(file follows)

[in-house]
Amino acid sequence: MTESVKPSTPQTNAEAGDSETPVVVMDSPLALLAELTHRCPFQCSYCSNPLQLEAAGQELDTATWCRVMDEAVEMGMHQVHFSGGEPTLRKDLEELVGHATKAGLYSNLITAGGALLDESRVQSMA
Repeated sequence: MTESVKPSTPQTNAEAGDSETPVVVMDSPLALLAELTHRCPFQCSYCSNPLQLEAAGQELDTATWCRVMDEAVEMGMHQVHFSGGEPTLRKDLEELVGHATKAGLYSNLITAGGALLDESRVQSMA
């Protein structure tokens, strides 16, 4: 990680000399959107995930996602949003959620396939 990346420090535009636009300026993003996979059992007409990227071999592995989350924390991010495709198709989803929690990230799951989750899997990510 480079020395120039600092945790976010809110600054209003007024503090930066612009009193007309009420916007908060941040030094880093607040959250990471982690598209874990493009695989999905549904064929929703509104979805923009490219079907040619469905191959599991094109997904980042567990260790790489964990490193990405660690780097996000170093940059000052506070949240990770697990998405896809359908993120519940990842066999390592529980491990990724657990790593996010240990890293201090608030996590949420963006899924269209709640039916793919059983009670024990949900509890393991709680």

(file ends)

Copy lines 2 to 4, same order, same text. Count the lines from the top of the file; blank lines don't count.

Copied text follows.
Amino acid sequence: MTESVKPSTPQTNAEAGDSETPVVVMDSPLALLAELTHRCPFQCSYCSNPLQLEAAGQELDTATWCRVMDEAVEMGMHQVHFSGGEPTLRKDLEELVGHATKAGLYSNLITAGGALLDESRVQSMA
Repeated sequence: MTESVKPSTPQTNAEAGDSETPVVVMDSPLALLAELTHRCPFQCSYCSNPLQLEAAGQELDTATWCRVMDEAVEMGMHQVHFSGGEPTLRKDLEELVGHATKAGLYSNLITAGGALLDESRVQSMA
């Protein structure tokens, strides 16, 4: 990680000399959107995930996602949003959620396939 990346420090535009636009300026993003996979059992007409990227071999592995989350924390991010495709198709989803929690990230799951989750899997990510 480079020395120039600092945790976010809110600054209003007024503090930066612009009193007309009420916007908060941040030094880093607040959250990471982690598209874990493009695989999905549904064929929703509104979805923009490219079907040619469905191959599991094109997904980042567990260790790489964990490193990405660690780097996000170093940059000052506070949240990770697990998405896809359908993120519940990842066999390592529980491990990724657990790593996010240990890293201090608030996590949420963006899924269209709640039916793919059983009670024990949900509890393991709680």